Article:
COPD Episodes Cut With Azithromycin

Posted by: admin on: September 5, 2011

Azithromycin has been found to decrease exacerbations of chronic pulmonary disease. This could be a boon both to the patients and the treating physician. Take a look at the article.


Acute exacerbations of chronic obstructive pulmonary disease (COPD) declined significantly in high-risk patients treated with azithromycin, data from a large, randomized trial showed.

The hazard ratio for acute exacerbations decreased by 27% during a year of follow-up. The time to first exacerbation of COPD increased by more than 50% with azithromycin compared with placebo.

The azithromycin group also had more than a fourfold greater improvement in self-reported lung function compared with placebo, and 20% more azithromycin patients met criteria for clinically important improvement, investigators reported in the Aug. 25 issue of the New England Journal of Medicine. The primary endpoint was the time to first acute exacerbation of COPD. Secondary outcomes included quality of life, nasopharyngeal colonization of selected respiratory pathogens, and medication adherence.

Additionally, study participants were assessed by means of the St. George’s Respiratory Questionnaire and the SF-36 health survey at baseline, after six months, and at the end of the study.
Investigators randomized 1,142 patients, and about 90% of study participants completed the trial. Patients were given a dose of 250 mg daily of azithromycin (570 participants) or placebo (572 participants).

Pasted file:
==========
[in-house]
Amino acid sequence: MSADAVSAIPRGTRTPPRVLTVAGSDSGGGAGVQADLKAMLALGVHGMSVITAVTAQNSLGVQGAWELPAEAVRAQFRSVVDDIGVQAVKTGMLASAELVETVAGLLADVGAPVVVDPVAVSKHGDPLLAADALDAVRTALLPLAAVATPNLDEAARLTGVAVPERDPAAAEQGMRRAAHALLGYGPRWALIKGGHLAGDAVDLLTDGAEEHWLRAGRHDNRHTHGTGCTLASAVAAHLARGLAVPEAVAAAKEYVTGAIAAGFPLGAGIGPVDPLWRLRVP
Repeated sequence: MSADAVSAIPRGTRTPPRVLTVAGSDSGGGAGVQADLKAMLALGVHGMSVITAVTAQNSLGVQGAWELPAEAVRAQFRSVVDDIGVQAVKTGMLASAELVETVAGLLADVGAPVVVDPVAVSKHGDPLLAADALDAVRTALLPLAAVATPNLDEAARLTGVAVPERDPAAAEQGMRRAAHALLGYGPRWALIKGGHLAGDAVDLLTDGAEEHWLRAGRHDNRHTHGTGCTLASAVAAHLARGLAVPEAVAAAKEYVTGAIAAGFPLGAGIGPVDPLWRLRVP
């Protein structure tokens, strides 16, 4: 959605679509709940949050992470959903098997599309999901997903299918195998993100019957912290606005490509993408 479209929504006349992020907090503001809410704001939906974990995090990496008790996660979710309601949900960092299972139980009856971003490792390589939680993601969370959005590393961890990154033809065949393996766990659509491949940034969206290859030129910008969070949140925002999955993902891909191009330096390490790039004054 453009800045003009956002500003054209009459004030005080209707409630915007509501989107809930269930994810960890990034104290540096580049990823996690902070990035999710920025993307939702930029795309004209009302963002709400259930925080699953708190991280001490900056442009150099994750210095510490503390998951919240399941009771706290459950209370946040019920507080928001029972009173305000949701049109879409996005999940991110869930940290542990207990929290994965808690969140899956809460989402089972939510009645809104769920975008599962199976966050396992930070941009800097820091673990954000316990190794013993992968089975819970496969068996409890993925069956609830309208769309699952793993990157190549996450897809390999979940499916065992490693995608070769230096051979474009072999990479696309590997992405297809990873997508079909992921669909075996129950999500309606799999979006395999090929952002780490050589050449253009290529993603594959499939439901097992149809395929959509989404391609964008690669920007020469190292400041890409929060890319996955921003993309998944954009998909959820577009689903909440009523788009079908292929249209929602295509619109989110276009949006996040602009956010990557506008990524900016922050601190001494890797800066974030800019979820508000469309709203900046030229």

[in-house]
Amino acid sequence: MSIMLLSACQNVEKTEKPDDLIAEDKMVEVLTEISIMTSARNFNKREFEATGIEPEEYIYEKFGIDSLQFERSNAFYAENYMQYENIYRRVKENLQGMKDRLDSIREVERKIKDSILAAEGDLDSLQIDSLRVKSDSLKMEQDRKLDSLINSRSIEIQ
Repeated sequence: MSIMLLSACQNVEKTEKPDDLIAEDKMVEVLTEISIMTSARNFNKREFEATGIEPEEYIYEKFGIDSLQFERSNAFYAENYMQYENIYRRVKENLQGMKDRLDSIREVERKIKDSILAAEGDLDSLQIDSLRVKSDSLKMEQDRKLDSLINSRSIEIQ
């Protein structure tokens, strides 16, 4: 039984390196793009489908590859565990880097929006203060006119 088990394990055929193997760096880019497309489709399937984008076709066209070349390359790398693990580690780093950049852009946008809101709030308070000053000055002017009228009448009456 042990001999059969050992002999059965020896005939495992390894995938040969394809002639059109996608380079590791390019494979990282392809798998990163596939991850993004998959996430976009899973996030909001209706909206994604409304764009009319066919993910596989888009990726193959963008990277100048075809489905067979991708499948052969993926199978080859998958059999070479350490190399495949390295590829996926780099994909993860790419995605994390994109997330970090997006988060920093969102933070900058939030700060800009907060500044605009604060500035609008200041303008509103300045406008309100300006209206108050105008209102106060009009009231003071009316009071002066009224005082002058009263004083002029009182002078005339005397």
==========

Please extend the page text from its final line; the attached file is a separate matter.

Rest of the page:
Results showed that patients in the azithromycin arm had a median time to first acute exacerbation of 266 days versus 174 days in the placebo group (P<0.001). The difference translated into a hazard ratio of 0.73 in favor of azithromycin (P<0.001).

The advantage for azithromycin persisted after adjustment for sex, baseline lung function, patient age, and treatment center.
From an efficacy perspective, the trial results “tip the scales toward the benefits of azithromycin improvement,” Nikolaos Safaris, MD, PhD, of the University of Crete in Greece, wrote in an accompanying editorial.

“However, if azithromycin is going to be used in patients who are known to have frequent exacerbations of COPD, then the local antibiotic resistance patterns should be closely monitored. It also makes sense to ask whether, in such patients, subsequent exacerbations should be treated empirically with a different class of antibiotics.


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